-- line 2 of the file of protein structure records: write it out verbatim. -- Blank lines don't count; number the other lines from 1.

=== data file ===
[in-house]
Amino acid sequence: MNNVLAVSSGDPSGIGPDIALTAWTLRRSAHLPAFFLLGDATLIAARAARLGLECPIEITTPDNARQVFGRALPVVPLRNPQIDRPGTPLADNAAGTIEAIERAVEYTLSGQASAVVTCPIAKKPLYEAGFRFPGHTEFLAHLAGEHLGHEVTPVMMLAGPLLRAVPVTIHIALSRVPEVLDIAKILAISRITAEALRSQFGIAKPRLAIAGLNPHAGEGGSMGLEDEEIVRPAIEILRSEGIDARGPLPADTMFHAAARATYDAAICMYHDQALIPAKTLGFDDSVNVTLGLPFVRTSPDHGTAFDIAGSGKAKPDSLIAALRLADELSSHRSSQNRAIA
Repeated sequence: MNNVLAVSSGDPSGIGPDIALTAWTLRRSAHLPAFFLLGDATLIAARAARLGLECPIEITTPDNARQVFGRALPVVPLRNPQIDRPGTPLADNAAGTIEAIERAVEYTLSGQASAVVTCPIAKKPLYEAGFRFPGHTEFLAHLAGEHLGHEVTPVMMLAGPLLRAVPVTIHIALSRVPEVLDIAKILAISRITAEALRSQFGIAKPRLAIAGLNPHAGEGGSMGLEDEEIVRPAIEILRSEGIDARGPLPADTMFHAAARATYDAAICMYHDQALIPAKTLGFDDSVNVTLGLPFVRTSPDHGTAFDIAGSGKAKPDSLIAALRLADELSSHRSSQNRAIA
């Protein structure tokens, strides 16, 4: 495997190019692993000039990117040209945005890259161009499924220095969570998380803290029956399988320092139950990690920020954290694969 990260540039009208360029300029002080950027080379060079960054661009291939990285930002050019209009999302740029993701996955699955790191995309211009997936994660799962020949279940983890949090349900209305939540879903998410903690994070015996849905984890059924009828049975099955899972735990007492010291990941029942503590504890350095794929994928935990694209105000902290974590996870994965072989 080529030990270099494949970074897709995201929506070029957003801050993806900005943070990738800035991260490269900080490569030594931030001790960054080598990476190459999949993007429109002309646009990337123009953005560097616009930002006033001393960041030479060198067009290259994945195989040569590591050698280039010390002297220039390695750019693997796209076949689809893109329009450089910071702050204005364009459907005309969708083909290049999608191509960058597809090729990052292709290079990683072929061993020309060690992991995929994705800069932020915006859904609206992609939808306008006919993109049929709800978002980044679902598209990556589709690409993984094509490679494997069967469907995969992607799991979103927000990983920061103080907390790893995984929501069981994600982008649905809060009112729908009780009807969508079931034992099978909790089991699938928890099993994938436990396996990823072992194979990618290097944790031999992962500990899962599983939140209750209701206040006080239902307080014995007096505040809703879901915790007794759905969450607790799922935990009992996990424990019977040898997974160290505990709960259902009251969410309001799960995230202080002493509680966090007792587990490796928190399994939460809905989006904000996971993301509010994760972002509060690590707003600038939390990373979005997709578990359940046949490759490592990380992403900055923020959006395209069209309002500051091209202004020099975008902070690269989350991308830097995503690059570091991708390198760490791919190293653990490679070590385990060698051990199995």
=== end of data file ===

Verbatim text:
Amino acid sequence: MNNVLAVSSGDPSGIGPDIALTAWTLRRSAHLPAFFLLGDATLIAARAARLGLECPIEITTPDNARQVFGRALPVVPLRNPQIDRPGTPLADNAAGTIEAIERAVEYTLSGQASAVVTCPIAKKPLYEAGFRFPGHTEFLAHLAGEHLGHEVTPVMMLAGPLLRAVPVTIHIALSRVPEVLDIAKILAISRITAEALRSQFGIAKPRLAIAGLNPHAGEGGSMGLEDEEIVRPAIEILRSEGIDARGPLPADTMFHAAARATYDAAICMYHDQALIPAKTLGFDDSVNVTLGLPFVRTSPDHGTAFDIAGSGKAKPDSLIAALRLADELSSHRSSQNRAIA